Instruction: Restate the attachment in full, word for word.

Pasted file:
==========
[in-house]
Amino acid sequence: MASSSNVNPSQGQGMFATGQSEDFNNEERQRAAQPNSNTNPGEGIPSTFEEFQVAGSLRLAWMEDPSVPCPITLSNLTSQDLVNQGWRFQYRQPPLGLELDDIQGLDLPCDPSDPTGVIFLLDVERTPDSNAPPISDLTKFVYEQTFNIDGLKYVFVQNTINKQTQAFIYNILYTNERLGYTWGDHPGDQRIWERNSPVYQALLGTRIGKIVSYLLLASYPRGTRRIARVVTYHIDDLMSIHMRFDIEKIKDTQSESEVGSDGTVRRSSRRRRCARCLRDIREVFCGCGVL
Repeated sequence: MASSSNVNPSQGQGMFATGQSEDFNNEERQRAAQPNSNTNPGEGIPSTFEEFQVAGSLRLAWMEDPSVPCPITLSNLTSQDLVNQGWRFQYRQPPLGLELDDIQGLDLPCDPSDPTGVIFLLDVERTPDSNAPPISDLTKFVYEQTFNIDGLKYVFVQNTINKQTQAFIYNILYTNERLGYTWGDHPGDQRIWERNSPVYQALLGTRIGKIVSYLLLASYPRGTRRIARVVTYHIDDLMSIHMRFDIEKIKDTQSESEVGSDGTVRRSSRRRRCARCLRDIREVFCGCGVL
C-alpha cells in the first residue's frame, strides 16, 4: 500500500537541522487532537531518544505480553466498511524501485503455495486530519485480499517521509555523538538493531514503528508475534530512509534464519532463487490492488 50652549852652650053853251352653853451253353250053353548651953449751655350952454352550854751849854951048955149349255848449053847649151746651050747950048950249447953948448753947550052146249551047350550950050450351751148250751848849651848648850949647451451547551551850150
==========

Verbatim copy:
[in-house]
Amino acid sequence: MASSSNVNPSQGQGMFATGQSEDFNNEERQRAAQPNSNTNPGEGIPSTFEEFQVAGSLRLAWMEDPSVPCPITLSNLTSQDLVNQGWRFQYRQPPLGLELDDIQGLDLPCDPSDPTGVIFLLDVERTPDSNAPPISDLTKFVYEQTFNIDGLKYVFVQNTINKQTQAFIYNILYTNERLGYTWGDHPGDQRIWERNSPVYQALLGTRIGKIVSYLLLASYPRGTRRIARVVTYHIDDLMSIHMRFDIEKIKDTQSESEVGSDGTVRRSSRRRRCARCLRDIREVFCGCGVL
Repeated sequence: MASSSNVNPSQGQGMFATGQSEDFNNEERQRAAQPNSNTNPGEGIPSTFEEFQVAGSLRLAWMEDPSVPCPITLSNLTSQDLVNQGWRFQYRQPPLGLELDDIQGLDLPCDPSDPTGVIFLLDVERTPDSNAPPISDLTKFVYEQTFNIDGLKYVFVQNTINKQTQAFIYNILYTNERLGYTWGDHPGDQRIWERNSPVYQALLGTRIGKIVSYLLLASYPRGTRRIARVVTYHIDDLMSIHMRFDIEKIKDTQSESEVGSDGTVRRSSRRRRCARCLRDIREVFCGCGVL
C-alpha cells in the first residue's frame, strides 16, 4: 500500500537541522487532537531518544505480553466498511524501485503455495486530519485480499517521509555523538538493531514503528508475534530512509534464519532463487490492488 50652549852652650053853251352653853451253353250053353548651953449751655350952454352550854751849854951048955149349255848449053847649151746651050747950048950249447953948448753947550052146249551047350550950050450351751148250751848849651848648850949647451451547551551850150